Fair enough. It is safe to say that I am not very curious about people with whom I will never likely interact, at least I am not very curious about beliefs that they hold upon which they can claim little authority.

    First, others can ask questions, too, as I understand it.

    Sorry. What I meant was “the questions PZ asks.”

    Second, we wouldn’t gain any information at all if no one was asking the questions. Again, I’m really struck by this.

    Well, I started out thinking in terms of factual information on the preacher’s Christianity, which a believer gets from the Bible. We already have access to the source material there. I understand your broader desire for information about the believer himself, although I don’t share it, or at least I don’t share it as earnestly as you do.

    Some of us are interested not just in being (or being among) skeptics, but in leading other people to an evidence-based orientation. Having public discussions with believers in which we ask tham to defend their beliefs and epistemology is one great way of doing this.

    I can see your point, I’m just not as motivated to tune in. Having private discussions with believers in which we do the same are a great way too. The only minds that might be changed in public conversations, besides those who are actually having the conversation, are neutral ones who don’t already have an established set of beliefs. Believers who see Weyer painting himself into a corner are just going to decide he didn’t understand the question or hadn’t studied his Bible well enough.

    Again, I concede your point: it’s a good thing. I just don’t see why you’re so bothered by the fact that some of us would be disinclined to watch.

  94. #94 SC OM
    December 28, 2009

    I think you understand the argument I was making now, so I won’t beat a dead horse. Too much.

    I’m just not interested in hearing people blather about their faith.

    But…but…but a lot of what we do here is challenge people to blather about their faith (and then slam ‘em). It’s part of the raison date of the blog, I think.

    The only minds that might be changed in public conversations, besides those who are actually having the conversation,

    Not insignificant.

    are neutral ones who don’t already have an established set of beliefs.

    [citation needed]

    Believers who see Weyer painting himself into a corner are just going to decide he didn’t understand the question or hadn’t studied his Bible well enough.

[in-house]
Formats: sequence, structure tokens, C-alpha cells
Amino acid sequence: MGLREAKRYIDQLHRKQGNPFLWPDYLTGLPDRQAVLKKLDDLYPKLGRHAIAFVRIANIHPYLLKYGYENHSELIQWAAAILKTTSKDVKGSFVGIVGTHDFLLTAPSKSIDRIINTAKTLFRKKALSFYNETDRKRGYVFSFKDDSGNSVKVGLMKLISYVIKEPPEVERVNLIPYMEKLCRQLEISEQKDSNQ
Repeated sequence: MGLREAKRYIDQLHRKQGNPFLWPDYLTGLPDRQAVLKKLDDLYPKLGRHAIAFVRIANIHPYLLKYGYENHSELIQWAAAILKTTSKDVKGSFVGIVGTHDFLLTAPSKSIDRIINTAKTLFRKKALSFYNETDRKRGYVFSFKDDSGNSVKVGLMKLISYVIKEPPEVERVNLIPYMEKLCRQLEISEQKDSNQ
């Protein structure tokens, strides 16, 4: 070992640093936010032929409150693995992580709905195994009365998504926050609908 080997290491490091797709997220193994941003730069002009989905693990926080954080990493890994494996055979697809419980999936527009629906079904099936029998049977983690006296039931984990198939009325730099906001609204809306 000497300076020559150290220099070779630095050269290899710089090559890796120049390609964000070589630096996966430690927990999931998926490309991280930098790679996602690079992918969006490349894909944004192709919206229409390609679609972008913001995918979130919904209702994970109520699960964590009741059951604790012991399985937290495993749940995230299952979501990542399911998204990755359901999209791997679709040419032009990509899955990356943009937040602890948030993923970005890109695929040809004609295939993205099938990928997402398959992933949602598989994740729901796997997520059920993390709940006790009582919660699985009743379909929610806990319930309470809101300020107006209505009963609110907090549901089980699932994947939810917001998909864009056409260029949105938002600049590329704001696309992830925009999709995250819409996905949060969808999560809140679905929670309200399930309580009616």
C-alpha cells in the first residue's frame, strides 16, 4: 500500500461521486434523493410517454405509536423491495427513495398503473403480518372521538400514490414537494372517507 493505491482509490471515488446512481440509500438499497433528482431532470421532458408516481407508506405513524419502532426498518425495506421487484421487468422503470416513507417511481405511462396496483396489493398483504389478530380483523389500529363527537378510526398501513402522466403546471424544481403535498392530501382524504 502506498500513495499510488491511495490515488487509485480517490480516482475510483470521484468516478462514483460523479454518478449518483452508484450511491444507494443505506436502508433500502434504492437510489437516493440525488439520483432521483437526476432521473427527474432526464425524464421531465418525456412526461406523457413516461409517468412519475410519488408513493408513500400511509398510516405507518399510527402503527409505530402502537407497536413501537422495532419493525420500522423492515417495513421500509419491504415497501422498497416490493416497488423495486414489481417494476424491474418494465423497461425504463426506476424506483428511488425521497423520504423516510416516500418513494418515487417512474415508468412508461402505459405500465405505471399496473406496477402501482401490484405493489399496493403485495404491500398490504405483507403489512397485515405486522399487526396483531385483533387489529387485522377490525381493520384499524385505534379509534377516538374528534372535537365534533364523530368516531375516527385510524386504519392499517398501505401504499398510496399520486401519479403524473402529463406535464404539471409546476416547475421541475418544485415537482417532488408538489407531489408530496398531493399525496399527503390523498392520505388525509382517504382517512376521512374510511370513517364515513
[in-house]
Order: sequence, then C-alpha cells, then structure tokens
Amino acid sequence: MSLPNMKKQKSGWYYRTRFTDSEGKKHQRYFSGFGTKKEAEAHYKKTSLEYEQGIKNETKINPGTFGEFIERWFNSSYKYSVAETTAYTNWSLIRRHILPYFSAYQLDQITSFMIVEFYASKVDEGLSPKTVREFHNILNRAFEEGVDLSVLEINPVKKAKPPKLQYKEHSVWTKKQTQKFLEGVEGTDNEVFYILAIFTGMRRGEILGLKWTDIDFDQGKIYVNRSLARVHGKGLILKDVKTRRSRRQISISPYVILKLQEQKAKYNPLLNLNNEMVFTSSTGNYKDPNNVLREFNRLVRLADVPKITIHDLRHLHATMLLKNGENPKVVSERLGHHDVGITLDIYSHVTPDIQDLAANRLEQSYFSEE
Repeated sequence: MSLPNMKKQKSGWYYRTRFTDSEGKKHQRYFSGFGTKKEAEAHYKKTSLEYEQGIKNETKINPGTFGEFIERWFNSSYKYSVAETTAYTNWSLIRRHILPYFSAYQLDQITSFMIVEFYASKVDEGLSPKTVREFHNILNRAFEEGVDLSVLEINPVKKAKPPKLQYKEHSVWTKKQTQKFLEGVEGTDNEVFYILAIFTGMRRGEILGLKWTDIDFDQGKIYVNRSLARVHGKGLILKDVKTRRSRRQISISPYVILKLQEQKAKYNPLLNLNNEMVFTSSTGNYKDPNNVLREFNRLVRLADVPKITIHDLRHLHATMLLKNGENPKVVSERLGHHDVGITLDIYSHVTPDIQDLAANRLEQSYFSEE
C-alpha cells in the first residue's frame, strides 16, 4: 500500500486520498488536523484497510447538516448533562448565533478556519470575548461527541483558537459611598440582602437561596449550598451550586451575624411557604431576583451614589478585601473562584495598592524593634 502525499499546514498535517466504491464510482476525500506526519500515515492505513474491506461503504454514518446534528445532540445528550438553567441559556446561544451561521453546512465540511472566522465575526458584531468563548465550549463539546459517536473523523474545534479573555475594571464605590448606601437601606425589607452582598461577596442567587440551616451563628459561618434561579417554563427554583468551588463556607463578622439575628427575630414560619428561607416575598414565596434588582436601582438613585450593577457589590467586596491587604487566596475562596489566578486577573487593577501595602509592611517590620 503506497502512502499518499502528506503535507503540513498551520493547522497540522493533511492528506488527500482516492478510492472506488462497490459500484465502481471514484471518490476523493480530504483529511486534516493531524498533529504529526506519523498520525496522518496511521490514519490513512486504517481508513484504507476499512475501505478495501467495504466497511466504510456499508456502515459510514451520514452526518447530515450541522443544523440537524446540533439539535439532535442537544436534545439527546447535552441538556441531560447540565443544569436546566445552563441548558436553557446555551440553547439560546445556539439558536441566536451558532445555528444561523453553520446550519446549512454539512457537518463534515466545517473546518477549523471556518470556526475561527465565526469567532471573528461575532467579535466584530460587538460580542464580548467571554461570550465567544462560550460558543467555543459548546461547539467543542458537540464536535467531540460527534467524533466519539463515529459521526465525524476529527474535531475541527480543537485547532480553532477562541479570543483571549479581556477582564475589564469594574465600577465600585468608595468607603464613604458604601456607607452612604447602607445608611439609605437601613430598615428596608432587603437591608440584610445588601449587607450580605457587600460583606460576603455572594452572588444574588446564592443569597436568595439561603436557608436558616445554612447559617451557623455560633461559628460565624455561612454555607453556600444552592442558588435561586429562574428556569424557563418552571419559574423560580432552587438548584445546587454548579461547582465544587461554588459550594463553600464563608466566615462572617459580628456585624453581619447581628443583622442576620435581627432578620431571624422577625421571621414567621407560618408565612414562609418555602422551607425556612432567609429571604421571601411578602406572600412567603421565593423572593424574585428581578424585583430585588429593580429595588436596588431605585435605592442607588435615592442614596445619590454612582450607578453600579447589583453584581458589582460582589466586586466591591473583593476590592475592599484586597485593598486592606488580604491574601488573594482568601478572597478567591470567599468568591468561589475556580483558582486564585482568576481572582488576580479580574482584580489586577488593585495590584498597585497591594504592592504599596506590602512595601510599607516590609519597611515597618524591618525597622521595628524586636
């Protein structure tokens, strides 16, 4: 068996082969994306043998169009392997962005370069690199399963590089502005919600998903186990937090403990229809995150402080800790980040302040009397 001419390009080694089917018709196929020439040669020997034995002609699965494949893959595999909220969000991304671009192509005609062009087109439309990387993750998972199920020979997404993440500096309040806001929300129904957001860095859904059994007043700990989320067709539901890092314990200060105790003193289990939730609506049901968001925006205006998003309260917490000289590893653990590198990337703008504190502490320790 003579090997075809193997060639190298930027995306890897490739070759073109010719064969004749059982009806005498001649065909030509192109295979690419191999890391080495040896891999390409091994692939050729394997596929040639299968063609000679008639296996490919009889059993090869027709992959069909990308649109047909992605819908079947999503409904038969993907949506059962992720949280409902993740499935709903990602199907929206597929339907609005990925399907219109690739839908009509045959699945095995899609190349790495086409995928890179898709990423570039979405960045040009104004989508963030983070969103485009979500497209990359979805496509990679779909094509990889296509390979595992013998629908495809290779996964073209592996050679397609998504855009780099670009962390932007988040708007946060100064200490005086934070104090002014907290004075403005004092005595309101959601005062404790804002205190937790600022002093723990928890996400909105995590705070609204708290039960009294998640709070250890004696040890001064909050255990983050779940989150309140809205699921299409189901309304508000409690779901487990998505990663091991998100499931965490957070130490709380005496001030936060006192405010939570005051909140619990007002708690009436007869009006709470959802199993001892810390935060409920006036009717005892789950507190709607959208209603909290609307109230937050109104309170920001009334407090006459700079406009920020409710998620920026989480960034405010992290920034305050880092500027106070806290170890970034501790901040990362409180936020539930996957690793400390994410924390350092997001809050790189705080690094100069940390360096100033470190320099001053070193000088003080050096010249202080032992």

You don’t know this. And no one’s saying any transformation of even a small number of people is necessarily immediate. It’s about planting the seeds of critical thought.

    Again, I concede your point: it’s a good thing. I just don’t see why you’re so bothered by the fact that some of us would be disinclined to watch.

    I wasn’t bothered by that. I was bothered that people seemed to be making assumptions about the guy and his views based on very limited information and to be stubbornly confused about the various purposes of asking people like him questions publicly.

  95. #95 destlund
    December 28, 2009

    But…but…but a lot of what we do here is challenge people to blather about their faith (and then slam ‘em).

    Therein lies the problem. It’s a Q&A, not a debate. We have to count on Weyer to slap himself, or slap him around after the fact.

    You don’t know this. And no one’s saying any transformation of even a small number of people is necessarily immediate. It’s about planting the seeds of critical thought.

    You’re the social scientist, so I’ll accept that you know otherwise. I’d like more information, though, because information on how to overcome confirmation bias in an audience by asking questions of a victim of said bias could prove very useful. As regards the seed of critical thought, I can accept that. Anything that encourages critical thinking is a good thing, in my view.

    As regards our assumptions about his views, they’re either based on the bible, some social construct based on the bible, or his own personal experience woven into his faith. None of which, I find it safe to assume, are going to be useful to me. That is my core assumption, that I don’t need to know nor do I care what his views on faith are (although I can see why a social scientist might), and I imagine it will bear out. The questions, on the other hand, might be fun.

  96. #96 Richard Eis
    December 28, 2009